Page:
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How to Build Your Personal Brand in Tech

Personal brands aren’t just a buzzword; they’re part of the secret sauce to standing out in the job market. Not sure where to start? Here are some of the key steps to build a personal brand in tech.

Declare your niche

Tech pros thrive when they have a specialty. When you’re just starting out, this will likely be broad. But as you dig further into your studies or a new job, your niche can narrow depending on the type of projects you like to work on or techniques you like to employ. Example: “I’m a software developer who specializes in developing fintech solutions.” 

Your niche is also connected to your overall goals. At what kind of company do you see yourself working? Is it a tech giant like Microsoft? A start-up? What type of job titles do you want to see on your résumé? What are your guiding values (creativity, freedom, honesty, engagement, etc.)? 

All are key questions to answer when it comes to defining your personal brand. Spend some time putting the answers to these questions on paper. 

 

Refine your résumé

Now that you’ve spent some time defining your niche, it’s time to take the first step toward putting together your personal brand. The best place to start? Your résumé.

Be sure to spruce up your skills section and add key experiences that make you not only an attractive candidate, but also align with your goals.

“You can add ‘sizzle’ to your résumé or LinkedIn profile without exaggerating or being outlandish,” says Doug Applegate, Director of Industry Engagement for Eleven Fifty Academy. “Your experience should be expressed in terms of made, saved, or achieved.”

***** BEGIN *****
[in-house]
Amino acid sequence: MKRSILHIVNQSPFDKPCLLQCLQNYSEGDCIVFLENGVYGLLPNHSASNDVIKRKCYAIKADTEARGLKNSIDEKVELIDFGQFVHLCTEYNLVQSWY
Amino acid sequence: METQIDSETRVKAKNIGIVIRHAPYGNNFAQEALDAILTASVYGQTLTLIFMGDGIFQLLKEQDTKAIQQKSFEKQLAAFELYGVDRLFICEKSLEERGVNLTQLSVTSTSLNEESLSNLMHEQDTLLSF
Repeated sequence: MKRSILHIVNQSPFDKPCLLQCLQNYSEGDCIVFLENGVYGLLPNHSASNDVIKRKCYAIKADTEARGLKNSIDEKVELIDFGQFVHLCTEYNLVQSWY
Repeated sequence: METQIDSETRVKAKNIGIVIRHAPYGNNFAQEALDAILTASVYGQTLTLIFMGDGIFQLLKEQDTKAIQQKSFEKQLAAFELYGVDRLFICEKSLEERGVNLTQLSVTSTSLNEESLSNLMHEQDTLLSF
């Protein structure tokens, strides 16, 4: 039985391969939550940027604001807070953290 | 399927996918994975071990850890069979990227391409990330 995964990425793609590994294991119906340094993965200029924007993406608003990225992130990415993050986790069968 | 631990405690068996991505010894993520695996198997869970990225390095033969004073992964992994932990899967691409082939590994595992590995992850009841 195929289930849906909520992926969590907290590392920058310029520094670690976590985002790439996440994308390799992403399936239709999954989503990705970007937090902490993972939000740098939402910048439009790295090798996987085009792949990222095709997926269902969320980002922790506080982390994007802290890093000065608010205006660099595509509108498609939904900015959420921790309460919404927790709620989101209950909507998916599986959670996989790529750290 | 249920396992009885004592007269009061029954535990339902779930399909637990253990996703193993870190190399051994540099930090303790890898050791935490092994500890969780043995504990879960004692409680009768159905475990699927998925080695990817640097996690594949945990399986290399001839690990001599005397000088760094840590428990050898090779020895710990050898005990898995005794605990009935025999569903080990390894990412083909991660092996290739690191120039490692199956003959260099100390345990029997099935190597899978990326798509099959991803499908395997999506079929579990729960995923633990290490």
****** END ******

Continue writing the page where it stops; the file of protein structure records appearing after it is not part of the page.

Focus on success statements like: “6 months into my new role I identified and improved efficiencies in QA testing at a 20% increase of volume and lowered error rate 50%.” 

Think about past projects you’ve worked on and their outcomes. Did it create savings? Lead to a policy change or new implementations? Did you beat your deadline?

If you’re just getting started, don’t discount past experiences! Use them as an opportunity to showcase your soft skills, like teamwork and communication skills.

Just as important as aligning with your own goals? Aligning with employer goals. Applegate suggests researching and reviewing job descriptions and company websites to fully understand their expectations and values. 

At Eleven Fifty, our Career Services team is always on-hand to help you make sure your resume is in tip-top shape.

Once you have your polished résumé in hand, it’s time to translate your brand digitally.

 

How to Build Your Personal Brand in Tech

Build a polished profile

In today’s world, social media is often considered the heart of a personal brand—and for good reason. Your profiles are basically your digital calling cards. How do you make the most of them?

Get a professional headshot. Just say no to bathroom selfies and casual vacation pics. Your profile picture should be crisp and clear, feature good lighting, and have a non-distracting background (think a brick wall or outdoor scenery like trees). And don’t forget to look put together! There’s no need for a suit, but skip the well-worn t-shirt from your high school class trip.

Start with LinkedIn. “A LinkedIn profile is truly one’s digital professional footprint in the tech industry,” says Abi Ambasco, Eleven Fifty’s Vice President of Growth. “In the Technology space, it is very likely for a hiring manager to look at your LinkedIn profile for a first impression before they review your résumé.”

Having a LinkedIn profile is, therefore, a networking necessity, and it’s one of the top items that will show up any time someone Google’s your name. 

Translate your résumé onto your profile, making sure you fill out the appropriate experiences, skills, education, and certifications. This will make sure you have your best foot forward digitally while also boosting your searchability. After that, focus on one (or maybe two) other social media platforms. Focusing on too many can quickly become overwhelming and will be harder to maintain. If you’re more on the backend side of tech, we recommend Twitter. More visual tech pros, like app and web designers/developers, might consider Instagram.